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Author of "Full Body Burden" will Kick Off U of M’s Orr Center Lecture Series September 13

For release: August 23, 2012
For press information, contact Curt Guenther, 901-678-2843

Kristen Iversen
Kristen Iversen

The first of five events to be presented this fall by the University of Memphis’ Marcus W. Orr Center for the Humanities will be Thursday, September 13, in the IMAX Theatre at the Memphis Pink Palace Museum.  Kristen Iversen, director of the MFA Program in Creative Writing at the U of M, will discuss her blockbuster new book, Full Body Burden: Growing Up in the Nuclear Shadow of Rocky Flats.

Full Body Burden is Iversen's memoir about the unspoken troubles that plagued her family, but it is also the story of the nuclear site at Rocky Flats, Col., which turned out to be a much greater public health hazard than the federal government was willing to admit.  The book is an amazing feat of investigative journalism, which tells the story of the grassroots movement to make the government recognize the injustice. 

Iversen’s presentation and the remainder of the Orr Center events are free and open to the public.  All events will feature a reception at 6 p.m. followed by a program at 6:30, with a book-signing immediately afterward.  With the exception of Iversen’s talk, they will take place in the University Center Theater at the University of Memphis.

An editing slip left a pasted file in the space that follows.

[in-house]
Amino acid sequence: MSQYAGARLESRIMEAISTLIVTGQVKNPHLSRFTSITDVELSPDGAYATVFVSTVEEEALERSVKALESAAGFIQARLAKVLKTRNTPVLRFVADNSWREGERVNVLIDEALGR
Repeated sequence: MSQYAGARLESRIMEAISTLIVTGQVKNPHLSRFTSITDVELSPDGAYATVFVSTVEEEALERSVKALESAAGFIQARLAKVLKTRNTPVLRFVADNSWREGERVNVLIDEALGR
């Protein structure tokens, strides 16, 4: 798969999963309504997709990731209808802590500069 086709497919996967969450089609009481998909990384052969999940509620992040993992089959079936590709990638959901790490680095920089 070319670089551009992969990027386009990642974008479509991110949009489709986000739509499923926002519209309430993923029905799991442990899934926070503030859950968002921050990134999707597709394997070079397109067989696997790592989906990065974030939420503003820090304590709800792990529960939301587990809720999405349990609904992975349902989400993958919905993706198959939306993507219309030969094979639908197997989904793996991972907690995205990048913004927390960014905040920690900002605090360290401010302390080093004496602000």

The schedule of other Orr Center events this fall is as follows:

Thursday, September 27, Karlyn Campbell, professor of Communication Studies at the University of Minnesota, will deliver a timely lecture called “Partisanship and the Presidency,” tracing the historical growth of executive power through American military engagements.  She will also look at how these issues are influencing the 2012 presidential candidates.

Thursday, October 18, Katherine Bassard, professor of English at Virginia Commonwealth University, will speak about her latest book, Transforming Scriptures: African American Women Writers and the Bible.  She will examine how the Bible initially inscribed black women as “cursed” victims, and how black female writers have recast the Bible into an instrument of “blessing.” 

Thursday, November 1, Deborah Gray White, Board of Governors Professor of History and Women’s Studies at Rutgers University, will deliver a talk entitled, “Brown Sugar Melts: African American Women at the Turn of the Millennium.”  Analyzing such public events as the Million Man March, she will explore the opinions and feelings of ordinary black women about such topics as marriage, family, gun control, and men.

Wednesday, November 14, Valerie Hudson, the George H.W. Bush Chair at The Bush School of Government and Public Service at Texas A&M University, will discuss “Sex and World Peace.”  She argues that the very best predictor of a state's peacefulness is not its level of wealth, its level of democracy, or its ethno-religious identity; instead, the best predictor of state security is its treatment of women.

The Marcus W. Orr Center for the Humanities is dedicated to bringing together students, graduates, faculty, and the broader Memphis community for events that promote richer, deeper conversations about the issues that matter to us all. More information is available online at www.memphis.edu/moch or from Dr. Aram Goudsouzian at agoudszn@memphis.edu or 901-678-2520.
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